Washington D.C. police is expected to announce charges for a dozen security guards working for Turkish president Recep Tayyip Erdogan due to their involvement in a brutal filmed attack on protesters outside the Turkish ambassador’s residence in May. This comes in addition to already issued charges on two American and two Canadians involved in instigating the incident. One of those Americans is Eyup Yildirim, who was caught on video kicking a protester on the ground.
These charges come after weeks of internal anger at Turkey for promoting a fight against free speech on American territory. Last week, the U.S. House of Representatives unanimously passed a resolution condemning the attack and calling for charges to be filed against these security guards. Representative Edward Royce, chairman of the House Foreign Affairs Committee, was receptive to the news of these charges being filed, and expressed his hope that the State Department will “bring these individuals to justice”.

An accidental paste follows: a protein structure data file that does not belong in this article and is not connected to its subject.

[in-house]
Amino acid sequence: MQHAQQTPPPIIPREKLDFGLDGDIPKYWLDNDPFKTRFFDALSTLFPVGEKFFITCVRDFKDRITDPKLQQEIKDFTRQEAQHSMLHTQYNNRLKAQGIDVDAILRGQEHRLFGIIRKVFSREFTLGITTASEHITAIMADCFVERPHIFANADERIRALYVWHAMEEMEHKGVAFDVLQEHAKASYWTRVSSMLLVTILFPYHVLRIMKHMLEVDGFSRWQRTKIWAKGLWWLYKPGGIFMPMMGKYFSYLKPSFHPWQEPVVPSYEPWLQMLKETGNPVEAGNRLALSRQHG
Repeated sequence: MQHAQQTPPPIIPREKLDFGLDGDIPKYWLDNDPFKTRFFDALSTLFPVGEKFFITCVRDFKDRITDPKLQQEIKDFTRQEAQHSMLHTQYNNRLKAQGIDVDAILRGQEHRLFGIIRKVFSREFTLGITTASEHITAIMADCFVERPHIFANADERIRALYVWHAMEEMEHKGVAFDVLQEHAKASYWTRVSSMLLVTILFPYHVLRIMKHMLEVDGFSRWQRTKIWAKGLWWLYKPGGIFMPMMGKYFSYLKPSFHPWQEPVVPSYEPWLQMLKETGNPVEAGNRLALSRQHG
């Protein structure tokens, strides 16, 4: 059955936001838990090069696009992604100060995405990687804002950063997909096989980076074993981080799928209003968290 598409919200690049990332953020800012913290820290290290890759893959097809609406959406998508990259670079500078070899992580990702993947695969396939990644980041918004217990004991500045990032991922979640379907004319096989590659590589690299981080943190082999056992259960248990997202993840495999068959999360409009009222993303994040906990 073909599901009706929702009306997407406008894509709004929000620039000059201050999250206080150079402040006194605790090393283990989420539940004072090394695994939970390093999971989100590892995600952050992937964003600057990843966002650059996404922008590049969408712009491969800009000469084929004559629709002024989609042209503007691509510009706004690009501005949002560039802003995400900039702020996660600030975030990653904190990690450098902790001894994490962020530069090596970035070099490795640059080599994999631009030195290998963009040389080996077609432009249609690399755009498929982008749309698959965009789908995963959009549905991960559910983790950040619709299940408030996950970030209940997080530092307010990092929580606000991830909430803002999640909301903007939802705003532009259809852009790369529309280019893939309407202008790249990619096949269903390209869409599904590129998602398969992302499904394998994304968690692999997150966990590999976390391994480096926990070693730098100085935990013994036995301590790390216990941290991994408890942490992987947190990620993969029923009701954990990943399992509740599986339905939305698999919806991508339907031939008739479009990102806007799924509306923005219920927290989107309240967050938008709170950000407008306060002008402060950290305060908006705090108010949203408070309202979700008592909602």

While charges are filed, it’s unclear how Turkey will actually be affected by this. It’s unlikely that Turkey would extradite the guards to the United States to face trial, as the guards left hours after the D.C. brawl. The American government did put on hold a $1.2 million arms sale to Turkish security forces recently, although it’s unclear if this incident at the Turkish ambassador’s home was an influence on the decision.
The Turkish Embassy has not commented on the incident aside from their initial statement, which contended that anti-Erdogan protesters were “aggressively provoking” Turks and that some had to act in self defense. This statement went against video footage that later came out showing armed guards storming the small group of protesters, causing nine hospitalizations among the group. The New York Times also determined that Erdogan was watching the fight go down from his Mercedes-Benz sedan.